The following news release was issued on Oct. 15, 2014.
FARIBAULT — A Faribault man who went online and urged people to commit suicide while he watched has been sentenced to nearly six months in prison for assisting in a suicide. William Francis Melchert-Dinkel was convicted in September and sentenced today under a Minnesota law which prohibits assisted suicide.
"Assisted suicide is illegal in Minnesota, and if you violate the law you will be caught, convicted and imprisoned," said Scott Fischbach, Executive Director of Minnesota Citizens Concerned for Life (MCCL). "Justice has finally been served for these families, even though it has been long delayed. No more stays were granted; this criminal is headed to jail."
Rice Co. District Court Judge Tom Neuville sentenced Melchert-Dinkel to 178 days in jail (to begin no later than Oct. 24) and fined him $3,000 after earlier finding him guilty of assisting the suicide of an English man and of attempting to assist in the suicide of a Canadian woman. The law allows imprisonment for up to 22 years and fines up to $44,000 combined for the two crimes of which Melchert-Dinkel was convicted.
Melchert-Dinkel admitted to posing as a depressed female nurse in online chat rooms using several names. He claimed that no treatment had helped ease his suffering and entered into suicide pacts with his victims. He urged each of them to use a webcam as they committed suicide, as he would, so that they would not be alone as they died. Melchert-Dinkel was not suicidal but secretly wanted to watch others kill themselves.
His victims include 32-year-old Mark Drybrough of Coventry, England, and 18-year-old Nadia Kajouji of Brampton, Ontario. Drybrough hanged himself in his home in 2005. Kajouji jumped into a frozen river and drowned in 2008.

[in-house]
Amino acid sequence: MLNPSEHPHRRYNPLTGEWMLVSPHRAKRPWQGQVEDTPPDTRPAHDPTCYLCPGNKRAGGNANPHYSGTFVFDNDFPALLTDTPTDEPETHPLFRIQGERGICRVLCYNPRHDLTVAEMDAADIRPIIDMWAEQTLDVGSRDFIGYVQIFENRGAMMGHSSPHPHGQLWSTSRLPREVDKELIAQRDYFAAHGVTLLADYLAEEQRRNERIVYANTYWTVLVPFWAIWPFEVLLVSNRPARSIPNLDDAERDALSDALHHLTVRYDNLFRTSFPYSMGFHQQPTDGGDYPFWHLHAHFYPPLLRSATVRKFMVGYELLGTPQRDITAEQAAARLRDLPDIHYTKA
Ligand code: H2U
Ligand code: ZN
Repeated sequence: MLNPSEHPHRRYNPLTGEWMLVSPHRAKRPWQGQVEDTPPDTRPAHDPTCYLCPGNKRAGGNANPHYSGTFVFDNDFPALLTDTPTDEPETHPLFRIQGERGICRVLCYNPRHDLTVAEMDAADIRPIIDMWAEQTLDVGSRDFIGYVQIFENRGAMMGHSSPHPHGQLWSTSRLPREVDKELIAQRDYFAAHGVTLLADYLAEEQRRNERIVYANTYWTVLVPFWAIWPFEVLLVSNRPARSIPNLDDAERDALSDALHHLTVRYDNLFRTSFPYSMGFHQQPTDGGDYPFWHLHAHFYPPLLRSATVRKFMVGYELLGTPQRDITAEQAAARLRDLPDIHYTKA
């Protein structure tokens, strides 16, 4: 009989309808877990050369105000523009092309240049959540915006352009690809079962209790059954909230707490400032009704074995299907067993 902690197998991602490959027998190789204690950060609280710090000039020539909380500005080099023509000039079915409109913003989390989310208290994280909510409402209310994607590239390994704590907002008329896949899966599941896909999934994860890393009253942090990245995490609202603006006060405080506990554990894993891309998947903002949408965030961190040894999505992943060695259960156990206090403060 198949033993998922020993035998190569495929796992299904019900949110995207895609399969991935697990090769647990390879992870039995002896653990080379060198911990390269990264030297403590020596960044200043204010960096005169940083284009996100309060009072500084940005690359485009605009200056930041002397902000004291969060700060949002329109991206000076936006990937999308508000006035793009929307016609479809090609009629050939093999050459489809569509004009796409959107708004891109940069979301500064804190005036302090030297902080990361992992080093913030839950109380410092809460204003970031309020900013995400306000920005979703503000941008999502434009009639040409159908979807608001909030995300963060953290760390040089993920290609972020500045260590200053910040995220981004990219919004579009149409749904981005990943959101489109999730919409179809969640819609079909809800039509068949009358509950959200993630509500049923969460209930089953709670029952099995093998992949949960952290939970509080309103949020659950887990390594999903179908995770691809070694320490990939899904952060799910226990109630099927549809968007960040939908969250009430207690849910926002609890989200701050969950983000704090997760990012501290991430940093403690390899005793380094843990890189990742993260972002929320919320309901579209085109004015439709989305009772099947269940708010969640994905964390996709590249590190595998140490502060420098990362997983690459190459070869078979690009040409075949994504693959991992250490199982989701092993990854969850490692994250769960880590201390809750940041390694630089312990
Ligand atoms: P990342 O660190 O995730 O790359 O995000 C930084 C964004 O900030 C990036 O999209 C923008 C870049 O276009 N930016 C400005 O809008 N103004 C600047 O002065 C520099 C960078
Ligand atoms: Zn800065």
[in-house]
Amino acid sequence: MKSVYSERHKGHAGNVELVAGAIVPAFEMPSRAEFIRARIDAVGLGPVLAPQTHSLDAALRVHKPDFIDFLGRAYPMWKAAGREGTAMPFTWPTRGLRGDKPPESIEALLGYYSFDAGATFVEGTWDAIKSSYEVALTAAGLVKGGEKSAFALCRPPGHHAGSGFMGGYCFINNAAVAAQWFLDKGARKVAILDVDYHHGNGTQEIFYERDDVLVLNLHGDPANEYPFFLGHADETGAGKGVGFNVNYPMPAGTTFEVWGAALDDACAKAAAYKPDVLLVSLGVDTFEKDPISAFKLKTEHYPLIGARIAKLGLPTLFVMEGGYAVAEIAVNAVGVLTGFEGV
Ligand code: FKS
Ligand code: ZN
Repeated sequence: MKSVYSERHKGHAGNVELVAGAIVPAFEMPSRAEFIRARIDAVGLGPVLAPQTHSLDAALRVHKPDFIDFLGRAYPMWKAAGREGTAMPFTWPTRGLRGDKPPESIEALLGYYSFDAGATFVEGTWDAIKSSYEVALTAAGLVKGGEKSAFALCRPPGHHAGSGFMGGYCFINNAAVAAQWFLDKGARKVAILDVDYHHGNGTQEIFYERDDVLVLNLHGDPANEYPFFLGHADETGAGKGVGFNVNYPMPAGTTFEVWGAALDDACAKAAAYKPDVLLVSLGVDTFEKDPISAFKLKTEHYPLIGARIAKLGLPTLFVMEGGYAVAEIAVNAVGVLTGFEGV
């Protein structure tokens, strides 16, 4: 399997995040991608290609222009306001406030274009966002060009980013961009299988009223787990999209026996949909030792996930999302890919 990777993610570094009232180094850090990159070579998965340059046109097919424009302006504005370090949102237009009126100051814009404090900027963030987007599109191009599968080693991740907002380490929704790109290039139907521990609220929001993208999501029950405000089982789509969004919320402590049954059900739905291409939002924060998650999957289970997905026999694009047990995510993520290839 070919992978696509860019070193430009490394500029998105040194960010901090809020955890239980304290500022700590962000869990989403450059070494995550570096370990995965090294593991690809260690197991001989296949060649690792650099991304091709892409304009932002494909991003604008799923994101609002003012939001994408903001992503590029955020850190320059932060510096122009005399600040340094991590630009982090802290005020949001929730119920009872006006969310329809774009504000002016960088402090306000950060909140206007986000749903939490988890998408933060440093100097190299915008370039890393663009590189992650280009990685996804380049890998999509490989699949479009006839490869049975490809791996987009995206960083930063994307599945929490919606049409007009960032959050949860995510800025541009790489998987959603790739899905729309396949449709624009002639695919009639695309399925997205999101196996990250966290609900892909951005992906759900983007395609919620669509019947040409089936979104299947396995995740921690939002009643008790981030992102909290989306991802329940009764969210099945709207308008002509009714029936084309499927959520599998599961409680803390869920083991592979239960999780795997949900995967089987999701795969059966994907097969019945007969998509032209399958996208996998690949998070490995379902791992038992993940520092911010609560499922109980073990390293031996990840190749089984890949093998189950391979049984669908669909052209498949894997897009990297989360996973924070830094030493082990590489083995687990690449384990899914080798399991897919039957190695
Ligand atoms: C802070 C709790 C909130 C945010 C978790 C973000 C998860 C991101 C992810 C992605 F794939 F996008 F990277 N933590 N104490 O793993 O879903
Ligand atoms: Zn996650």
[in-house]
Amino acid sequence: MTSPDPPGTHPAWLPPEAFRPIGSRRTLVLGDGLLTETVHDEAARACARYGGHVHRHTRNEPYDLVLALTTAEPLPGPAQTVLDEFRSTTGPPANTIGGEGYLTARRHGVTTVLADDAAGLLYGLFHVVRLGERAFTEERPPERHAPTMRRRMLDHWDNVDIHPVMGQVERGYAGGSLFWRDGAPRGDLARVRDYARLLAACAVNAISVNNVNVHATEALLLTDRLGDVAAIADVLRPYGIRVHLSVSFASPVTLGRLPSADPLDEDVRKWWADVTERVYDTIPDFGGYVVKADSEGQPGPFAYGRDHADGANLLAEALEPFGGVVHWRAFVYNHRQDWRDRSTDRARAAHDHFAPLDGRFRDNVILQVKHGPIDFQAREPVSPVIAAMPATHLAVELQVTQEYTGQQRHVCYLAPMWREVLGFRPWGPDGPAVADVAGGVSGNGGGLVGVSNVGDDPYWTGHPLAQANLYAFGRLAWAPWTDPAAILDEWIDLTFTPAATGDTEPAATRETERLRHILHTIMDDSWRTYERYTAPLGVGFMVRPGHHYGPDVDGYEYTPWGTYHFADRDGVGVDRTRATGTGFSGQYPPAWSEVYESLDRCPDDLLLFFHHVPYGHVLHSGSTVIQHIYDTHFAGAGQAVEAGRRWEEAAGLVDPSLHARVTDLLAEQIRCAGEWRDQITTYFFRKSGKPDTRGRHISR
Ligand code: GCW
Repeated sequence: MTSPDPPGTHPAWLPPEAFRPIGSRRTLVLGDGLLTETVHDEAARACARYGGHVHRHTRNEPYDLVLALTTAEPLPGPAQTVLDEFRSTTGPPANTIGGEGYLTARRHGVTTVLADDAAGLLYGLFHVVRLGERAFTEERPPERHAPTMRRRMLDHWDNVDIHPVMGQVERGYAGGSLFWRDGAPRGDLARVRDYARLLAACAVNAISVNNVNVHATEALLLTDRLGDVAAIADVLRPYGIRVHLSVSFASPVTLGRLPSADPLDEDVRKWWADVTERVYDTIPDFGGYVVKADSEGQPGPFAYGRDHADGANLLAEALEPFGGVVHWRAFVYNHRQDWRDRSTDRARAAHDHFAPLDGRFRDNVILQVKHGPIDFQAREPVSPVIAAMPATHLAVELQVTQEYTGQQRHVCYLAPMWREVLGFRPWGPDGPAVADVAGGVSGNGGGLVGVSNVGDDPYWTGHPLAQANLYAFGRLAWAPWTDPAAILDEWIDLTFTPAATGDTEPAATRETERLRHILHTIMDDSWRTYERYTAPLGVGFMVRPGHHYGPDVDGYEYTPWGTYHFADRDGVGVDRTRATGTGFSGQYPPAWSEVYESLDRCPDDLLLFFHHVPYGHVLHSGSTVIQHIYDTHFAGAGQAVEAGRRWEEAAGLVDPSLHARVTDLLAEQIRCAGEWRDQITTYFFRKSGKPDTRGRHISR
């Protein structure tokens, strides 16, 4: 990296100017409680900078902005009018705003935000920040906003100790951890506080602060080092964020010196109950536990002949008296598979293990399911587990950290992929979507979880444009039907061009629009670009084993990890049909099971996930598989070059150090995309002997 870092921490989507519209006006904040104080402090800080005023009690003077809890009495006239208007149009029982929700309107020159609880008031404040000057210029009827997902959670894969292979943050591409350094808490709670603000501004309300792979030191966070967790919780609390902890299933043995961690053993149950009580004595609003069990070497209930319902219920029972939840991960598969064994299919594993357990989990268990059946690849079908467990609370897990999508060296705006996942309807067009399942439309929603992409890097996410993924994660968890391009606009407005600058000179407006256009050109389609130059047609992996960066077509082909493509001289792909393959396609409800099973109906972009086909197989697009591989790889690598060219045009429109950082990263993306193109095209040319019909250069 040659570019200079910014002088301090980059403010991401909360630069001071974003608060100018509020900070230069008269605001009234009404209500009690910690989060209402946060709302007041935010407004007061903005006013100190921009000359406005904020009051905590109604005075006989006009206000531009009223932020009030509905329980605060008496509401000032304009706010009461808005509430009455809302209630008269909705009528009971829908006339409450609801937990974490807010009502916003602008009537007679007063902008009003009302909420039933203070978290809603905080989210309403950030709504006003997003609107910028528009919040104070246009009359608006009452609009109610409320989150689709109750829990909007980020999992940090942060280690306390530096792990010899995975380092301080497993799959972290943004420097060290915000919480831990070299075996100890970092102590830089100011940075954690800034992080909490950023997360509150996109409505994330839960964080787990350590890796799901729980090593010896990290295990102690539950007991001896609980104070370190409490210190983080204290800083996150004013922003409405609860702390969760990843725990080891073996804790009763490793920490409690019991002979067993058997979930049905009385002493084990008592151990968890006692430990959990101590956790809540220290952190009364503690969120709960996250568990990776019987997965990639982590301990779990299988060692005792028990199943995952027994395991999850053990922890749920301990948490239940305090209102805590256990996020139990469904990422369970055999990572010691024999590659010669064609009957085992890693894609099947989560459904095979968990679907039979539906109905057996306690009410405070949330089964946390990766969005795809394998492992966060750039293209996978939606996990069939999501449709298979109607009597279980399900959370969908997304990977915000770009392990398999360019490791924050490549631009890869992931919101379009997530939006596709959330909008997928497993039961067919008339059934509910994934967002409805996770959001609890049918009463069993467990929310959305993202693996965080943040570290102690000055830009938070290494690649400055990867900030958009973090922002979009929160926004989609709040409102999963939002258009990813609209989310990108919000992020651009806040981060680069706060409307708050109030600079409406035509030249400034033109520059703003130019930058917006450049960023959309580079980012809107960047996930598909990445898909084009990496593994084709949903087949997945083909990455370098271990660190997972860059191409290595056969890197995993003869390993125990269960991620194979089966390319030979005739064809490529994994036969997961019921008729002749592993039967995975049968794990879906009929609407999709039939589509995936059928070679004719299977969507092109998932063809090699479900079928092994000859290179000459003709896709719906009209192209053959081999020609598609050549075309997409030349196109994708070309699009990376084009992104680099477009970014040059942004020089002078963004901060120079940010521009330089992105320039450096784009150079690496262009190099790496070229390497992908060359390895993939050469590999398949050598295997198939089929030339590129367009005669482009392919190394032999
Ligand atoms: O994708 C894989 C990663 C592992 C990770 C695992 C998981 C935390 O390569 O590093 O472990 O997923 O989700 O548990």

Melchert-Dinkel encouraged his victims to hang themselves and he gave them details about how to do so. He boasted online about watching the death of Drybrough. Melchert-Dinkel admitted he entered into about 10 suicide pacts and believed five killed themselves.
Melchert-Dinkel was convicted in 2011 under Minnesota Statutes section 609.215, subdivision 1, which provides criminal penalties for anyone who "advises, encourages or assists" suicide. MCCL was instrumental in the passage of this protective law in 1992. The Minnesota Supreme Court ruled earlier this year in State v. Melchert-Dinkel that "advising" or "encouraging" suicide is protected speech under the First Amendment. The case was remanded to the lower court to rule on whether Melchert-Dinkel assisted in the suicides of Drybrough and Kajouji.
"Whatever their reasons, people who attempt to assist others in killing themselves need to be prevented from doing so," Fischbach said. "Assisted suicide is a violent, inhuman act against an individual in desperate need of help. Vulnerable people need protections, including the medical and mental health care they need to live."
Melchert-Dinkel plans to appeal his conviction.